The Walking Dead S07E13: Bury Me Here – A lack of surprises undermines what should be a powerful episode

Does the fact that an episode of television is predictable make it bad? That was the question I kept asking myself while watching Bury Me Here, an episode that finally fulfils my wish for more Morgan/Carol screen time as well as finally bringing The Kingdom into the game. Except the episode constantly reminded me of my main gripe with The Walking Dead in its seventh year: not Negan, not the miserable tone, but that it is repetitive. It’s the main criticism that keeps coming back for more. Bury Me Here isn’t exactly a carbon copy of past episodes, but the fact that all of the moves in Scott M Gimple’s script could be seen coming from a mile away meant that watching the episode felt like watching a rerun.

The Walking Dead has its own house style, a way of creating a distinctive narrative voice for the show. It’s what helps every writers room on TV keep to the same hymn sheet while also bringing their own narrative skill set to the table. So when an episode of a show is written by the showrunner, as this episode is, two things can happen. One is that the story is irrevocably changed, something that happens here, but done in a way that is skilful and surprising: examples of this is literally any episode Joss Whedon wrote for Buffy or Angel, who also played with the formula of these shows since the premise was a tad more elastic than The Walking Dead. The other example is what happens in Bury Me Here: everything that has been building up in Morgan, Carol, and The Kingdom’s story, comes to a head in the most obvious ways. It’s not just a lack of imagination in the build-up that’s the problem, it’s worse than that. The real problem is that The Walking Dead has become predictable in the way they utilise the, supposed, shock deaths.

I spoke about choices last week when talking about character building and motivations. This is the one aspect of Bury Me Here that is achieved in an effective manner. Each characters motivations and choices, are handled organically. It’s the events that caused these choices to be made that are a little shoddy. I’m not saying The Walking Dead needs to be as clinical and cryptic as something like Legion or Westworld (two shows that rely on meticulously constructed plots as well as character) but watching a show for seven years means that the narrative trick employed by the writers are going to become stale from audience familiarity,: which is exactly what happens here.

Richard has been the only character in the Kingdom that agrees with Rick about fighting the Saviours. For a while now he has had to figuratively eat shit any time Ezekiel and his team meet the Saviours to pay tribute. It’s these scenes of tribute that the first seeds of Richard’s plan become known. He says to anyone who will listen that a fight with the Saviours is inevitable. He would have got through to Daryl if he hadn’t planned to use Carol as bait, but his real targets are Morgan and Carol but his words continually fall on their deaf ears.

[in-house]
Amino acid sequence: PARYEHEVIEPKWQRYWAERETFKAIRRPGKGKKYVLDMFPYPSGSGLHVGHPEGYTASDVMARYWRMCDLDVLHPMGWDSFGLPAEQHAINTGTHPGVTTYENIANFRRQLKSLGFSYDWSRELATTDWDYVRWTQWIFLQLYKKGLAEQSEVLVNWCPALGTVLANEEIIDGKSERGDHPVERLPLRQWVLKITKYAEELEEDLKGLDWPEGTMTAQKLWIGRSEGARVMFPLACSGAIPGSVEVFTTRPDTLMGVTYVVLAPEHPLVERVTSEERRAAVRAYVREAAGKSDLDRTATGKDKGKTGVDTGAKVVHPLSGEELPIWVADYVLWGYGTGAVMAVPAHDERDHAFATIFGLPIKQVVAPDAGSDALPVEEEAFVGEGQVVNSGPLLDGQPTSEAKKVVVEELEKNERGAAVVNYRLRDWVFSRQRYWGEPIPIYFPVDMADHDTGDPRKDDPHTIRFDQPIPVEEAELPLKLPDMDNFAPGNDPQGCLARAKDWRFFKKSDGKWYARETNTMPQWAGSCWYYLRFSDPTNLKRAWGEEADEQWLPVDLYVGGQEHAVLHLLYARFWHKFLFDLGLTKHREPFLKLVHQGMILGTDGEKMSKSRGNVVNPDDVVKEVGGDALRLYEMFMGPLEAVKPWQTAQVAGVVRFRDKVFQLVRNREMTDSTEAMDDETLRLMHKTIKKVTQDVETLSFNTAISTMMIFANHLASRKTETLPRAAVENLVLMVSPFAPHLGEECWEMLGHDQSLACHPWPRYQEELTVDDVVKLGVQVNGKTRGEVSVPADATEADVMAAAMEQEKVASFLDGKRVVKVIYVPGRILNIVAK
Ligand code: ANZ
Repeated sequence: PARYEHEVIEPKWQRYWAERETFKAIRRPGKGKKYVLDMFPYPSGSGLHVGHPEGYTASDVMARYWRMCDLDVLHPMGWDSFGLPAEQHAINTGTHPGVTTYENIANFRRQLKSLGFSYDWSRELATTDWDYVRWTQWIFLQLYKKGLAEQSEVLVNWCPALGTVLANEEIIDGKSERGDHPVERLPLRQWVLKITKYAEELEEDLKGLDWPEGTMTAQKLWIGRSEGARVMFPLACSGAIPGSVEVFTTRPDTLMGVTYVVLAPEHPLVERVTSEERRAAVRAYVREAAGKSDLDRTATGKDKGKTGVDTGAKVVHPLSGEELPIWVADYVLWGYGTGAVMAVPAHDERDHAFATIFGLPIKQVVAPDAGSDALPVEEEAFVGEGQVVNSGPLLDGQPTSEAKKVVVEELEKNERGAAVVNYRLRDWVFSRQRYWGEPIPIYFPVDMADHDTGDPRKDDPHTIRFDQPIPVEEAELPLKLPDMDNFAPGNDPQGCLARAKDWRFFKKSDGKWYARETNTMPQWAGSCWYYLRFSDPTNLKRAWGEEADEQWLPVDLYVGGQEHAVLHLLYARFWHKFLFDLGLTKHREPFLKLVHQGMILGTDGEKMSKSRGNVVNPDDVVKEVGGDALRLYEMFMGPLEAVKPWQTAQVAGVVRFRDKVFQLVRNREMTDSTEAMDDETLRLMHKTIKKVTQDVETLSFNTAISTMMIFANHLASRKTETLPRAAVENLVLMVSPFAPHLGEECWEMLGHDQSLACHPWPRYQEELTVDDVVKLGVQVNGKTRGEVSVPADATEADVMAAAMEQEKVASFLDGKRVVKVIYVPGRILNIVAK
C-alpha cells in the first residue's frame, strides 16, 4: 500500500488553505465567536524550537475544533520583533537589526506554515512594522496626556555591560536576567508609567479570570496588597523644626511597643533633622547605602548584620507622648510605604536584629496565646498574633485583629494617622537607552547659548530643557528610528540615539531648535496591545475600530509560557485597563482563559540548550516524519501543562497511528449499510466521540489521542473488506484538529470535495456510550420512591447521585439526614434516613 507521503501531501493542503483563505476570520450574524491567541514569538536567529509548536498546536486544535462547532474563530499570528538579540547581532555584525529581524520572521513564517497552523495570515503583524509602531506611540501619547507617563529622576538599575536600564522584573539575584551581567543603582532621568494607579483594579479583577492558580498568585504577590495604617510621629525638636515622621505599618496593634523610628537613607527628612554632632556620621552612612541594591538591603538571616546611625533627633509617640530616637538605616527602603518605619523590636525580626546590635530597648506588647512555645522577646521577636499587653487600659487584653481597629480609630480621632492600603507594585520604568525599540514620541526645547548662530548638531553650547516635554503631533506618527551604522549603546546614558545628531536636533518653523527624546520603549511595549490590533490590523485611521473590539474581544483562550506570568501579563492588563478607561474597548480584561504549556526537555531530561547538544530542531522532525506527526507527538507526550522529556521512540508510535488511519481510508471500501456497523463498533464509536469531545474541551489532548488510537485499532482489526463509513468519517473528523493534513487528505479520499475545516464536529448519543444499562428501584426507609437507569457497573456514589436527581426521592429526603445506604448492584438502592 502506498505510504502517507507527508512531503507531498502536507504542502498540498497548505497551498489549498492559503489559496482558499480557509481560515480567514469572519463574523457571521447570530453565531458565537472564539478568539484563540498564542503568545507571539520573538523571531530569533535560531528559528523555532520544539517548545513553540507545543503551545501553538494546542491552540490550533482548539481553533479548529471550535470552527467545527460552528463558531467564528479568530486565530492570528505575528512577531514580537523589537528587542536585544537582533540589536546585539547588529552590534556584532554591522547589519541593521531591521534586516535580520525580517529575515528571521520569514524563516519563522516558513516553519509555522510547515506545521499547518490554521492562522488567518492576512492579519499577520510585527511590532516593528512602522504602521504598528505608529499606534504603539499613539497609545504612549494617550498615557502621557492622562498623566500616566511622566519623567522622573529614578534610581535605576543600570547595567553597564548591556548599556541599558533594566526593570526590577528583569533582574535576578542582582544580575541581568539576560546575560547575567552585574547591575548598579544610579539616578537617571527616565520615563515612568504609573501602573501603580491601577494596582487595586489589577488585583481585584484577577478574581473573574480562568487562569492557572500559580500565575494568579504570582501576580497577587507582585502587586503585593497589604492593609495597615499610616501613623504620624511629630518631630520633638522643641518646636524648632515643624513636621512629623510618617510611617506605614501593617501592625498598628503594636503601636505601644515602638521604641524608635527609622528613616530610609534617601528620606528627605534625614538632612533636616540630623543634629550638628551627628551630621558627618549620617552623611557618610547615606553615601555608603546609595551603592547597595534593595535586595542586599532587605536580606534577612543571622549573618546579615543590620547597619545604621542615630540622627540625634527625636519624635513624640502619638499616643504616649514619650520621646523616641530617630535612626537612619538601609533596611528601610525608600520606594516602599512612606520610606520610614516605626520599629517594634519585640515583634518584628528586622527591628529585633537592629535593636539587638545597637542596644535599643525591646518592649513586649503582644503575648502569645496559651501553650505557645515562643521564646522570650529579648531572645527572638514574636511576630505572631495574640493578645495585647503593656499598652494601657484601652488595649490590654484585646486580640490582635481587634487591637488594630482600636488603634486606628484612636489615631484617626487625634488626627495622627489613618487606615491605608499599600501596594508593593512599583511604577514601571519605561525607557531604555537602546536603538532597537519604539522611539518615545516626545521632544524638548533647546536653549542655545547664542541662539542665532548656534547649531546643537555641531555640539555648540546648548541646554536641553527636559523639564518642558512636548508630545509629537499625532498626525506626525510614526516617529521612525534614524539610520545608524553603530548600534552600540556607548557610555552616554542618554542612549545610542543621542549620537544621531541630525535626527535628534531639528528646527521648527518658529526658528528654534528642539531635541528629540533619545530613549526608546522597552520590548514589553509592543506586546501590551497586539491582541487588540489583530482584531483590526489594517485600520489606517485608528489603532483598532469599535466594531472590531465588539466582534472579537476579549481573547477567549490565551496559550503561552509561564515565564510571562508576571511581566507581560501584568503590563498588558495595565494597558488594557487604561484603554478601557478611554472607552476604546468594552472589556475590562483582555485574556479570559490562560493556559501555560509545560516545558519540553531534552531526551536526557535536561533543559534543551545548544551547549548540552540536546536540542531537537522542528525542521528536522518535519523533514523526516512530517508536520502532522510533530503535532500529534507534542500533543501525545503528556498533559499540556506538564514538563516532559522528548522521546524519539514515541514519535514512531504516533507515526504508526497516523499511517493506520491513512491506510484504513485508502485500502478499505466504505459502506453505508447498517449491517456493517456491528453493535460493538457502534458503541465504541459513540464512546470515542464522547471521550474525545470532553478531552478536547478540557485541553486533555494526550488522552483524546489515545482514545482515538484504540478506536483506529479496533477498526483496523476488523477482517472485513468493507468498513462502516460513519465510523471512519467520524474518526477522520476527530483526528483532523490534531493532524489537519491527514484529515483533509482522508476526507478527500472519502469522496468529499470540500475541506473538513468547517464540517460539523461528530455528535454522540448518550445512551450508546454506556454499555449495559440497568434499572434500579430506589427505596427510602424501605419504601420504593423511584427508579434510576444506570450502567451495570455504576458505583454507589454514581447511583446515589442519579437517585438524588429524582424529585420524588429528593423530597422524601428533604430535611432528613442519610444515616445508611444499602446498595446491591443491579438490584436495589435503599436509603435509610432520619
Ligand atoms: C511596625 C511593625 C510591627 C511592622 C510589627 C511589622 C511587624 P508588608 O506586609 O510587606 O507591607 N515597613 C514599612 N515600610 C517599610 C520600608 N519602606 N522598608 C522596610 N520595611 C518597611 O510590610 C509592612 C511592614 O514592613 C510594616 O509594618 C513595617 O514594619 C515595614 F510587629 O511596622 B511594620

Richard has made it clear that when it comes to starting a conflict with the Saviours he is willing to be reckless. So when Ezekiel’s convoy comes to the blocked road, coupled with the earlier scene of Richard digging the grave, it’s obvious that he is the culprit. The fact that this is obvious isn’t the real problem of the episode, Richard is acting well within character, and I don’t think Gimple meant to make his actions ambiguous. It’s the nature of Benjamin’s death that is predictable.

Since the introduction of Alexandria, The Walking Dead has had a habit of telegraphing whether a side character will be killed in a particular episode. There are certain characters, like Benjamin, who were red shirts from the start, but the real clue is how much screen time they get before the first ad break. It was a lot, a mini tour of his life in the Kingdom and the people, like his little brother, who both cared for him and depended on him. All of which make his death, and the ripple effect it had on both Carol and Morgan seem a lot less genuine than it could have. What else could get Carol and Morgan back in the game than a Saviour killing yet another person they both cared about? Add to that Morgan’s guilt and his view of Benjamin as his surrogate son, his murder of Richard, who got exactly what he wanted in the long run, feel by the numbers.

The story telling is clumsy, and since this is from the mind of The Walking dead’s showrunner, it shouldn’t be much of a surprise considering the overall quality of season seven. Stories need to have a bit of subtlety otherwise you run the risk of the audience feeling consciously manipulated. That’s what Benjamin was, manipulation. That’s what the clumsy metaphor of the weevils destroying Ezekiel’s royal garden with the weevil’s being the Saviours is all about. It’s lazy writing that is trying its best to be profound.

5/10 – Great performances and solid character work stop Bury Me Here from being a complete disaster, but the writing is an example of a first draft created with a “My First Screenplay” program.

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